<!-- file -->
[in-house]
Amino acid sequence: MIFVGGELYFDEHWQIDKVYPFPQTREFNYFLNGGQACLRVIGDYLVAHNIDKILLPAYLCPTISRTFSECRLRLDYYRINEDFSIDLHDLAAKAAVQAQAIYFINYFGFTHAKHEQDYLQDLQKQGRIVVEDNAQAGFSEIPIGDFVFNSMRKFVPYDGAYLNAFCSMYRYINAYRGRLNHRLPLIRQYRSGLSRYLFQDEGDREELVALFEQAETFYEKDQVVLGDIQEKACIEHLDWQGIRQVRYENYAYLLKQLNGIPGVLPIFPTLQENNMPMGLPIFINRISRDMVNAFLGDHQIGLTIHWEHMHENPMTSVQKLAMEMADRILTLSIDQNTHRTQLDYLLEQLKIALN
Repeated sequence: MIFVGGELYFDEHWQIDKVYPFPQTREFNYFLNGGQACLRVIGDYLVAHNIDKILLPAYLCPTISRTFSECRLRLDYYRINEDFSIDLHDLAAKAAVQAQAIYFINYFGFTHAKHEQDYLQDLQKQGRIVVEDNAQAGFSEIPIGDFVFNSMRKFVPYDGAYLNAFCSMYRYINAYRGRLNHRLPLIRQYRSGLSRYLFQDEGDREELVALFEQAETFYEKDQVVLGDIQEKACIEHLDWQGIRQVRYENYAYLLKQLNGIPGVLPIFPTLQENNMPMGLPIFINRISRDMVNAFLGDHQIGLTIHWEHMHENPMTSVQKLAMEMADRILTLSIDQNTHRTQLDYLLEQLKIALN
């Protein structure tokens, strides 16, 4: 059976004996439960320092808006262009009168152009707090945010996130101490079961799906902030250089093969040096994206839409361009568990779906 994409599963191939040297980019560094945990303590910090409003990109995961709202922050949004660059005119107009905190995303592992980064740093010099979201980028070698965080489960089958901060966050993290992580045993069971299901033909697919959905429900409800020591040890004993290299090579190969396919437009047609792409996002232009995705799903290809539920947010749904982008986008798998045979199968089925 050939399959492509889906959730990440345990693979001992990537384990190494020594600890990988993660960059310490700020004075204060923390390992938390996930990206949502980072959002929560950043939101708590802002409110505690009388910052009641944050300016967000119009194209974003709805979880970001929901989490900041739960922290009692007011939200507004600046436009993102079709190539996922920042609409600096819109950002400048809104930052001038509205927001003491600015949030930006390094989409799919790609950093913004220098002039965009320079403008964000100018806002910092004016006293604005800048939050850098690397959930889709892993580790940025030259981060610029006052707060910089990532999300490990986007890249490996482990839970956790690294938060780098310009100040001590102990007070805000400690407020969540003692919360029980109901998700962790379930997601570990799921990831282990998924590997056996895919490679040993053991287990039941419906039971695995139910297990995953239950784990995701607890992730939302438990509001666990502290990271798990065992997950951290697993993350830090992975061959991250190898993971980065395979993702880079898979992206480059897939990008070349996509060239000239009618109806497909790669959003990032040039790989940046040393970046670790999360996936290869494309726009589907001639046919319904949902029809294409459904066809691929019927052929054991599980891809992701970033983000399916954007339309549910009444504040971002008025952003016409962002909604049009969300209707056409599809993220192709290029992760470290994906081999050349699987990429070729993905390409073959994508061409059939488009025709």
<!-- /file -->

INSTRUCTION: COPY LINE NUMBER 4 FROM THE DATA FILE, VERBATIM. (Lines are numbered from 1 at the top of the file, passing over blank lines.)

């Protein structure tokens, strides 16, 4: 059976004996439960320092808006262009009168152009707090945010996130101490079961799906902030250089093969040096994206839409361009568990779906 994409599963191939040297980019560094945990303590910090409003990109995961709202922050949004660059005119107009905190995303592992980064740093010099979201980028070698965080489960089958901060966050993290992580045993069971299901033909697919959905429900409800020591040890004993290299090579190969396919437009047609792409996002232009995705799903290809539920947010749904982008986008798998045979199968089925 050939399959492509889906959730990440345990693979001992990537384990190494020594600890990988993660960059310490700020004075204060923390390992938390996930990206949502980072959002929560950043939101708590802002409110505690009388910052009641944050300016967000119009194209974003709805979880970001929901989490900041739960922290009692007011939200507004600046436009993102079709190539996922920042609409600096819109950002400048809104930052001038509205927001003491600015949030930006390094989409799919790609950093913004220098002039965009320079403008964000100018806002910092004016006293604005800048939050850098690397959930889709892993580790940025030259981060610029006052707060910089990532999300490990986007890249490996482990839970956790690294938060780098310009100040001590102990007070805000400690407020969540003692919360029980109901998700962790379930997601570990799921990831282990998924590997056996895919490679040993053991287990039941419906039971695995139910297990995953239950784990995701607890992730939302438990509001666990502290990271798990065992997950951290697993993350830090992975061959991250190898993971980065395979993702880079898979992206480059897939990008070349996509060239000239009618109806497909790669959003990032040039790989940046040393970046670790999360996936290869494309726009589907001639046919319904949902029809294409459904066809691929019927052929054991599980891809992701970033983000399916954007339309549910009444504040971002008025952003016409962002909604049009969300209707056409599809993220192709290029992760470290994906081999050349699987990429070729993905390409073959994508061409059939488009025709």